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Conceptions of what is excellent in higher education are starting to change

Professor Edward Peck, Vice-Chancellor of Nottingham Trent University, outlines strategies adopted by NTU that are boosting social mobility and which helped it win the inaugural Guardian University of the Year award, a gong he believes shows how notions of excellence in HE are changing.

A house divided? Growing divisions and inequalities in HE

Mike Boxall, who has thirty years' experience as a consultant and commentator on strategic developments in higher and further education, finds evidence in recent news of growing and worrying divisions within UK higher education.

UK HE must put its house in order to maintain global excellence

News on higher education over the past week highlights an urgent need for the sector to get to grips with ethical issues that have a bearing on the way it is managed and governed, argues Sandra Booth, Director of Policy and External Relations at Council for Higher Education in Art and Design (CHEAD).

Rising staff costs putting universities under greater pressure, warns Moody's

UK universities will face greater financial pressure over the next three years due to rising staff costs as they accommodate more students, retain talent and negotiate pay rises,  Moody's has warned.

Pause and re-consider HE Bill in light of Brexit, says BIS committee chair

The passage of the Higher Education and Research Bill through parliament should be paused and its proposals re-considered in light of the impact of Brexit on the sector, the chair of the House of Commons Business Innovation and Skills Committee has said.

Concerns over how the referendum result will affect UK higher education are so great that the BIS Committee is launching an inquiry into it.

The Committee’s chair Iain Wright, the MP for Hartlepool, warned that universities business models will face significant challenges in the run up to Brexit.

With the second reading of the Higher Education and Research Bill currently postponed, it is time to “pause and reflect on whether the proposals contained in the Bill address the post-Brexit challenges Britain’s universities face”, he said.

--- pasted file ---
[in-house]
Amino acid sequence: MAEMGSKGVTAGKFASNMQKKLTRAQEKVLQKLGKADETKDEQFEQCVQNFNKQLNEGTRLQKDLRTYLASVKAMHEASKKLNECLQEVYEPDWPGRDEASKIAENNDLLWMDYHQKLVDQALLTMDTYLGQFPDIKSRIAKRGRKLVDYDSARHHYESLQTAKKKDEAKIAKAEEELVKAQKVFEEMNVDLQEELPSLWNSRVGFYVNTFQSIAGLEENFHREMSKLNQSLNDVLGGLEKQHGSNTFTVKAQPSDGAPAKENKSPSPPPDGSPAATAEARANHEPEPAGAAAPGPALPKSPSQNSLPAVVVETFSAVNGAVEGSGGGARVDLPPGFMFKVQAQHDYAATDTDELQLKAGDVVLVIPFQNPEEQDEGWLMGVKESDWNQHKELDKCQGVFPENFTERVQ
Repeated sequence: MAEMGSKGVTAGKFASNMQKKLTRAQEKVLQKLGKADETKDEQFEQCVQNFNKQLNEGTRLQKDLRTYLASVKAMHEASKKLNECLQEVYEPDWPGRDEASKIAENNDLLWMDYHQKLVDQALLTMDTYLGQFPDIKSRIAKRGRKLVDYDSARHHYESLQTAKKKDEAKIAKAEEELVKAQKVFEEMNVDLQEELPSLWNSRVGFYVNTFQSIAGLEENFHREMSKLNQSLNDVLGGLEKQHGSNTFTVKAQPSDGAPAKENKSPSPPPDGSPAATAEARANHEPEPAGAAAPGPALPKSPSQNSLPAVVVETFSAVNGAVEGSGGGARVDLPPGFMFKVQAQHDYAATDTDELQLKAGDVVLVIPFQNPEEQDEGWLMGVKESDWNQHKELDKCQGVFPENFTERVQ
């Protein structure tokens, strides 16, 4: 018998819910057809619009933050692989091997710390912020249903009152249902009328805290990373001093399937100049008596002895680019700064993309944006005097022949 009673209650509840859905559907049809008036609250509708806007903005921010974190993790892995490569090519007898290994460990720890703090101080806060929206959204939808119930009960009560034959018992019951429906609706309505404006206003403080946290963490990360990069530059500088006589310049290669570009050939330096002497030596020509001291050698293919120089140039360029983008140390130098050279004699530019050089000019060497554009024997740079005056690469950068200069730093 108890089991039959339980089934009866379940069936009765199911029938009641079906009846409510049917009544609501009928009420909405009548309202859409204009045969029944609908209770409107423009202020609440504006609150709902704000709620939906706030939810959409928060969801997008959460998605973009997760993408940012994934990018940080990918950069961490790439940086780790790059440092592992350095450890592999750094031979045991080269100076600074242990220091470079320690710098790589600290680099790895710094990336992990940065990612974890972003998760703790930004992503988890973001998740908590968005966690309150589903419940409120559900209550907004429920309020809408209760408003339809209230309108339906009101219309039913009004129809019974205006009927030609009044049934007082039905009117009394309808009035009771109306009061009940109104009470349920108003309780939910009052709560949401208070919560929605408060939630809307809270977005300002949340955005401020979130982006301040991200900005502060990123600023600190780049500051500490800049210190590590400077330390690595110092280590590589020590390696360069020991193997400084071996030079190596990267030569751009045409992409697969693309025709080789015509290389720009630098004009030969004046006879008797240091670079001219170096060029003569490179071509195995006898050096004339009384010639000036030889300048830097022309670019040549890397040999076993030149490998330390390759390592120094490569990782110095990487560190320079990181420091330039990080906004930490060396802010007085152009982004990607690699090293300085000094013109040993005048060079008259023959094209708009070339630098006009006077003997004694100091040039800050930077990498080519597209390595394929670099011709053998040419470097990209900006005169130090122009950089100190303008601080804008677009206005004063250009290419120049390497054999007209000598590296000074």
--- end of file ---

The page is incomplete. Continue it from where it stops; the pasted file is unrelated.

Writing for the Politics Home website, Wright pointed out that UK universities are already being excluded from some pan-European bids for research funding.

“With this uncertainty, the government needs to act clearly and decisively, providing as much clarity as possible to ensure universities do not miss out on research funding,” he said.

There is also “huge uncertainty” over whether staff and students from the EU can continue to work and study in Britain.

The government should “send out an early and clear signal that the openness and quality of our higher education sector will not be compromised by any restrictions in the freedom of movement”.

He added that ministers should also take the opportunity to take international students out of net migration targets, and revisit post-study visa arrangements to make it easier for overseas students to work in the UK for a period after graduating.

Concerns over the uncertain status of EU staff and students have also been expressed by Cambridge University Vice-Chancellor Professor Sir Leszek Borysiewicz, who has has called for clarity from the government, after Home Secretary and Conservative leader candidate Theresa May raised questions over the right of EU citizen workers and students to stay in Britain following Brexit.

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